The first leg of the tour was in Portland, and even with Phoenix looming on the horizon less than 24 hours away, the C's left it all on the court. They were physical, they were relentless, they were at times downright dirty. Anything to get a win.
"We are who we are," coach Doc Rivers said. "That's how we play. We're not going to change now. We've done it for four years, so that's who we are."
The C's weathered the storm to win an ugly one in the Pacific Northwest — their 21 turnovers collided with the Blazers' 36.7 percent shooting, and the end result was an 88-78 victory in unfriendly territory. The Celtics weren't graceful, but they got the job done.
"Give them credit," Rivers said of the Blazers. "I thought they kind of sped us up tonight. But once we kind of got our legs back under us and started running our stuff, I thought we were pretty good."
The game was physical from the outset. In the opening minutes, Rivers witnessed both a collision between Rajon Rondo and Nicolas Batum and a near-wrestling match between Kevin Garnett and Joel Przybilla that sent the Big Ticket tumbling to the floor. The Blazers were out for blood, and they had the home crowd egging them on.
With a veteran team like the Celtics, you'd expect them to remain composed under adverse conditions. But the C's got a little rattled, they got rushed, and they tried to play an unnatural style, running and gunning like Western Conference natives. They were 3,000 miles from home and out of their element.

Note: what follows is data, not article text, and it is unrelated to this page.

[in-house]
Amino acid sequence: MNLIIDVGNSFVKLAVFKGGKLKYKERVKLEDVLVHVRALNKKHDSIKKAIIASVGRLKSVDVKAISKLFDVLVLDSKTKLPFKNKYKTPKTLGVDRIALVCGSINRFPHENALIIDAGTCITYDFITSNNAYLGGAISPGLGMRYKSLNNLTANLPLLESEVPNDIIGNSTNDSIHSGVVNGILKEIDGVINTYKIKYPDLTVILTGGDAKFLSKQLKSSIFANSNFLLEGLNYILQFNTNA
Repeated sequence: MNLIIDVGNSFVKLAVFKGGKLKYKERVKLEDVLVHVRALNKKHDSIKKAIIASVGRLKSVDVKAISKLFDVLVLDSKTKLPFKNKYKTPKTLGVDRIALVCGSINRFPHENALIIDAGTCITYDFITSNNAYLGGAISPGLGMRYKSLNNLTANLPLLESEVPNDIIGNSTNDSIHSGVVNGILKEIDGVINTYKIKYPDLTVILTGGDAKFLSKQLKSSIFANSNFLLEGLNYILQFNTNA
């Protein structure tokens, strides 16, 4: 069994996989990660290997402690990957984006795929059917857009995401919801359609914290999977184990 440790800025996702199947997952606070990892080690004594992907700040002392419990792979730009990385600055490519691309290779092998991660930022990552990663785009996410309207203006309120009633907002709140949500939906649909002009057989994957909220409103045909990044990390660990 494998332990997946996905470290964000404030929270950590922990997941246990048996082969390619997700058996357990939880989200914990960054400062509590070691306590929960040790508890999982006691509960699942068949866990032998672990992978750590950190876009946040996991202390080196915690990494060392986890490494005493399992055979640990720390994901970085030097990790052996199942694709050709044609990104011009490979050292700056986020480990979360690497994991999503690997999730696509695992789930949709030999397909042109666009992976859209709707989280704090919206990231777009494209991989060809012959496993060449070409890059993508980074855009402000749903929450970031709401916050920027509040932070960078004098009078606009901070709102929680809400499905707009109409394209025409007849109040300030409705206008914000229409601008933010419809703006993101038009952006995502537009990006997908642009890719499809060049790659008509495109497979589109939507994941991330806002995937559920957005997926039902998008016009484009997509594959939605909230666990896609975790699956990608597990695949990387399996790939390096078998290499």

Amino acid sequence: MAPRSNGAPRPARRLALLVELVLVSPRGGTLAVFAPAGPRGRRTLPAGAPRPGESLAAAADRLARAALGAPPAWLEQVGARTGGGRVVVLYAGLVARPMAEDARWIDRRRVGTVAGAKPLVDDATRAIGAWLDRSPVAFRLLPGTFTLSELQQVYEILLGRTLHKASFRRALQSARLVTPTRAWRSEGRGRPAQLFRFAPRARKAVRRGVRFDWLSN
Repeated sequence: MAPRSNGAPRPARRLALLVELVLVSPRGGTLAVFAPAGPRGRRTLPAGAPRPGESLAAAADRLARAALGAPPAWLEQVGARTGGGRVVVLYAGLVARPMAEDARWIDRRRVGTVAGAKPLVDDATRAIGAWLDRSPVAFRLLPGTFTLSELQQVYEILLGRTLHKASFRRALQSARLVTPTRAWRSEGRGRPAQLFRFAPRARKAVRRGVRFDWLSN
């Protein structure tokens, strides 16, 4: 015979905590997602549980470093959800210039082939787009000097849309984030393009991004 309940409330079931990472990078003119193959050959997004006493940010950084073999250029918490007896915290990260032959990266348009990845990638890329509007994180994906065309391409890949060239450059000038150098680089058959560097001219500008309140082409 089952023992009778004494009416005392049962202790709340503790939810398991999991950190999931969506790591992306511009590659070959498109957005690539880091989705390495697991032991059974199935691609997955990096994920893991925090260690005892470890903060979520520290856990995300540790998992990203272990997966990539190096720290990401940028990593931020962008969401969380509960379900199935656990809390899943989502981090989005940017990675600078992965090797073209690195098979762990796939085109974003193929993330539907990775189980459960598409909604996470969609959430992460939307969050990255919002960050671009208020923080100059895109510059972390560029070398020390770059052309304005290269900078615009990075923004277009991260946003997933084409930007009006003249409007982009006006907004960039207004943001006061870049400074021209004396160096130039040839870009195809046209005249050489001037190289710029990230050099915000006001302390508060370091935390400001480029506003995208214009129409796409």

"I thought their pressure got us going a little too fast in the first half," Rivers said. "They played extremely hard tonight. You knew they would, reading the papers about how physical they were going to be with us, and all that stuff. But when we read that, we actually like it. That means it's going to be played our way. We're good with that. But I did think their pressure sped us up a lot in the first half. We just kept telling our guys at halftime, just get back to running your stuff."
The Celtics came out composed and re-established themselves after halftime, with Paul Pierce draining a 3 on the opening possession to set the tone. They started moving the ball again, they started finding their shots, and the game started to swing their way.
All in all, not a bad night of work for the Celtics for their first time out West. They've got three more grueling games to go before heading home, so it helps to have found a rhythm early.
If the Celtics think playing at the Rose Garden in Portland was tough, they've got another thing coming when they visit the Staples Center on Sunday afternoon, returning to the scene of the crime where they lost Games 6 and 7 of the NBA Finals last June. But the C's got a good introductory taste of life on the road Thursday night, getting them ready for the main event this weekend.
"There was a lot of energy in the building," Pierce said. "It was a nationally televised game, and they have great fans. So we kind of played to the energy of the game, and I think we got rushed, which forced us into some bad moves. But we settled down there in the third, we got the lead, ran our stuff and were able to keep the lead and ultimately finish out the game."
The C's now sit at 13-7 on the road this season and 9-4 against the Western Conference. They're starting to get the hang of this, but this weekend, the going will only get tougher.
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